Mrs. Daugherty agreed that one of the major adjustments was the sleep schedule.

“We didn’t have a curfew but he would wake me up when he came home late. When used to living on your own, it is difficult meshing back into the routine.”

She also states that this summer has been much easier to adapt to than Daugherty’s first summer home from college.

Ashley Buchanon, a senior at Campbellsville University, believes that one of the biggest challenges is following her parents’ schedule more than her own. This being her third summer home from college, Buchanon believes that her parents treat her differently than they did in high school because she has progressively developed more independence.

“Being away from home at school, I have realized I am growing up and I have more control over my life.”  

It does not take long for Buchanon to readjust to living at home.

“It’s easy, at least on my side.”

Part of the reason why it is so easy to readjust is because she reminds herself that while at home, “I am under their roof and have to abide by their standards. Their house, their rules.”

Buchanon’s mother, Kim Buchanon, also believes that there isn’t a big change in routine. She states, “Ashley hasn’t had trouble adapting to home; she has done a good job adapting each year.”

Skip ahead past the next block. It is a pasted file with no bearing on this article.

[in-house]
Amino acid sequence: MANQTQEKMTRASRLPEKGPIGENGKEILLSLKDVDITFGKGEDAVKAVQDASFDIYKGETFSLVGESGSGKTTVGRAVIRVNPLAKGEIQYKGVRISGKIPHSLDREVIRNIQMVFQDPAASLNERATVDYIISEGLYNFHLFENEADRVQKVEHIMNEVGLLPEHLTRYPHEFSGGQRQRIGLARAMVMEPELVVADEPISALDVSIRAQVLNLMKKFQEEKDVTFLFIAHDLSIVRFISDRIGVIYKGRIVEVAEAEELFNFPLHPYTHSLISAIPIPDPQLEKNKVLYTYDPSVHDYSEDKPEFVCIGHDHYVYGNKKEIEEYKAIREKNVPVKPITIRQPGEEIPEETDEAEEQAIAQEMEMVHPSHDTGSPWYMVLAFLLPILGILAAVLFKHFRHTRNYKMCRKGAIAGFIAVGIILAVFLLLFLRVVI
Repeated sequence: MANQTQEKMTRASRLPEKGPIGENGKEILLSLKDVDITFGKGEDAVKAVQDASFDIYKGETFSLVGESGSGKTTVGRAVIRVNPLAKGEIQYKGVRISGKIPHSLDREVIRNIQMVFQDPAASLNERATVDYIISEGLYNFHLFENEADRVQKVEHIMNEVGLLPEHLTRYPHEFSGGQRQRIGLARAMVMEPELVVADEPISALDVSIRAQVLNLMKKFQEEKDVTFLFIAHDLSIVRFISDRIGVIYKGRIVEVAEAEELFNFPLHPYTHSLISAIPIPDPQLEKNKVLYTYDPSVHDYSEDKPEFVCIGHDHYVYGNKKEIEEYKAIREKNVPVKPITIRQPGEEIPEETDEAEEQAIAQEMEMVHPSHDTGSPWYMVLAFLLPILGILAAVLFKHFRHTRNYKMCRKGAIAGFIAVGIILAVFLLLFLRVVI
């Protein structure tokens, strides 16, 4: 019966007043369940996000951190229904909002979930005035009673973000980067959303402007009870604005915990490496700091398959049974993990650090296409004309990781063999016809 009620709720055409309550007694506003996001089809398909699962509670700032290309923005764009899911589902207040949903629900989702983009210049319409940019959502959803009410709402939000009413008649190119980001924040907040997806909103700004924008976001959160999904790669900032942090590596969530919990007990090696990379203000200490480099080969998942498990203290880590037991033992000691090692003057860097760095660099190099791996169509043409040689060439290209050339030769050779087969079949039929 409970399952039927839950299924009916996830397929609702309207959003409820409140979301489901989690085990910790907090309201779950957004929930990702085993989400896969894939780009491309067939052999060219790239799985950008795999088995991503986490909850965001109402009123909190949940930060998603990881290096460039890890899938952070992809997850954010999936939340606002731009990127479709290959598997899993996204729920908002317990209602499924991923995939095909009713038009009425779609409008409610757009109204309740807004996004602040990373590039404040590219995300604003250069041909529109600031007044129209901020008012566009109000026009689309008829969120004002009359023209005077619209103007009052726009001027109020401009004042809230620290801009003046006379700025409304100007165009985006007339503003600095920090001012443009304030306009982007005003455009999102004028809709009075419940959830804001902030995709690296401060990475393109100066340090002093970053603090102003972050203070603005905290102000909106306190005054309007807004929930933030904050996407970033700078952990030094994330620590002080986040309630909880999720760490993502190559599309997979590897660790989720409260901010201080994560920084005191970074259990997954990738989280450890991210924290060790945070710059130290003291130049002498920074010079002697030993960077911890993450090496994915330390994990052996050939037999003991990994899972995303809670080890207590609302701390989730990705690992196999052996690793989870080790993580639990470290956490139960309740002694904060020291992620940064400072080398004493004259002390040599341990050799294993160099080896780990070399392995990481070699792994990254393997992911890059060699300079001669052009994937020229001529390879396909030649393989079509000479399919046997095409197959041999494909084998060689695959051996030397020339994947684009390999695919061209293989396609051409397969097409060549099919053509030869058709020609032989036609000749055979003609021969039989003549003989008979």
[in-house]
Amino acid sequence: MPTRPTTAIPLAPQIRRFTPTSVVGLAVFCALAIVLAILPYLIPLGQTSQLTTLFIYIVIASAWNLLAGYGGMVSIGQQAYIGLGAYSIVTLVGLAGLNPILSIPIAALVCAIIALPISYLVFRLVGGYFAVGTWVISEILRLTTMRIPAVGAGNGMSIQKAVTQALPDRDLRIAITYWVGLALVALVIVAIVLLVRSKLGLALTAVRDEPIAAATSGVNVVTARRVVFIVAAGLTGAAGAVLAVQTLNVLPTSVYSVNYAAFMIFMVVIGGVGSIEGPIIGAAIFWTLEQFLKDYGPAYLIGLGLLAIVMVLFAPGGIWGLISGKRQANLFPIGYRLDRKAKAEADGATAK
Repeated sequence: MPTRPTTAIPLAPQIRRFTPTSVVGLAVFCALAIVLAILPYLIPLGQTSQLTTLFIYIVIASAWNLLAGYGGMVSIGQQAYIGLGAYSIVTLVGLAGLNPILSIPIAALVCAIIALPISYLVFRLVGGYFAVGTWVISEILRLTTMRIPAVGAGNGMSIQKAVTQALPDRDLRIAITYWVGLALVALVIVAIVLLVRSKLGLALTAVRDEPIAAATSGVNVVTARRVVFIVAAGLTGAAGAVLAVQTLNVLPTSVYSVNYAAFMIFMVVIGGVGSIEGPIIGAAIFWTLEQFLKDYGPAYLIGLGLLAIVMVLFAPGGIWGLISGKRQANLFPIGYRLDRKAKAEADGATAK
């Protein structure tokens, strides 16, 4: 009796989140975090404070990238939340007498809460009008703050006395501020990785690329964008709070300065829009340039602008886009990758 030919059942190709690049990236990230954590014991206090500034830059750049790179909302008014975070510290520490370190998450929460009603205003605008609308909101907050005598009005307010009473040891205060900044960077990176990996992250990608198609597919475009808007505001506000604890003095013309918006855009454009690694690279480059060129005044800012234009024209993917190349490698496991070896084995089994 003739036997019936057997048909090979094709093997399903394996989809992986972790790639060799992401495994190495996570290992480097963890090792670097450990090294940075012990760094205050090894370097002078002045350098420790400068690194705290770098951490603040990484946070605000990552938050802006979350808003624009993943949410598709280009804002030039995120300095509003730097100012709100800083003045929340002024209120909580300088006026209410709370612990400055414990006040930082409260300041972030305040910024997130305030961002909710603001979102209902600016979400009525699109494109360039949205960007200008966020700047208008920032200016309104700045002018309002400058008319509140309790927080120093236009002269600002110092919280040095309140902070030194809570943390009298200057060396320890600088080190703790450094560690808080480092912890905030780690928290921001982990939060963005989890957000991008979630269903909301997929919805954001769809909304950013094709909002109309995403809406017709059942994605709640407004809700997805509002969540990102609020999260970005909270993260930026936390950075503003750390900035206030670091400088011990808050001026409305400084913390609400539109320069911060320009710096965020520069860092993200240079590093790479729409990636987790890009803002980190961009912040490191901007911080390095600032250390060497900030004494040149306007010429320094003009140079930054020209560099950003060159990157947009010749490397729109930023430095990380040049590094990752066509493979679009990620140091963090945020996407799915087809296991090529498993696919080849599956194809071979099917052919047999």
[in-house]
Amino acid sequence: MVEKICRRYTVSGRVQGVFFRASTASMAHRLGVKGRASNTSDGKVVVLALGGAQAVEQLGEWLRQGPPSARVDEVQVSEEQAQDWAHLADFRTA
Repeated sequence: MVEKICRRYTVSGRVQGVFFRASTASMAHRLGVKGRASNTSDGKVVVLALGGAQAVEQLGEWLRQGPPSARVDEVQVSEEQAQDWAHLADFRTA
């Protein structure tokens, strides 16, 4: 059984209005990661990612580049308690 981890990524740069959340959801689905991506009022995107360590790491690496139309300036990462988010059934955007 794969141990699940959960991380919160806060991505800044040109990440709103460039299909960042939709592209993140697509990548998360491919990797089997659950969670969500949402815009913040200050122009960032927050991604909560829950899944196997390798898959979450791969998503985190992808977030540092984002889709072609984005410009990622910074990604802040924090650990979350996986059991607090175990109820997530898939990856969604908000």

Mrs. Buchanon also believes that “Each summer it’s been easier to loosen the reins. I do try to remember that she is almost 21. She is her own person, but she is still my daughter.” 

Mrs. Buchanon shares advice she has learned: “Each time (college students) come home they are a little more independent. They are their own unique person; God made them that way. We need to remember to love them and respect their choices. That’s the only way they can grow.”

Hannah Cochran, a sophomore at Auburn University, has loved coming back home to her large family atmosphere. Although Cochran enjoys her freedom at school, she really missed her family and siblings during her time at Auburn.

Cochran was homeschooled in high school and “was used to doing everything” with her family. Cochran states, “When they talked about going places I felt like I missed out” while at school.

A key point that Cochran remembers while at home is that “When you come back home, your parents are still your parents and you still have your same rules. You have the choice to live there. Also, enjoy it because it goes by fast.”  

This summer, Cochran has much to enjoy at home, such as spending time with her two recently adopted little brothers from Ethiopia.

“I will be excited to see my friends and boyfriend more when I go back to school, but I really do love being home. Plus, with my new baby brothers, I will miss everything when I’m at school.”

Although Cochran is used to being surrounded by her family, she does not lack independence.

“My parents are really relaxed but I am personally more independent; my independence grew while I was away but I was always independent.”

Although the summer months can be difficult to adjust to for college students and their parents, with respect and the knowledge of progressing independence, college students can continue to grow and spread their wings.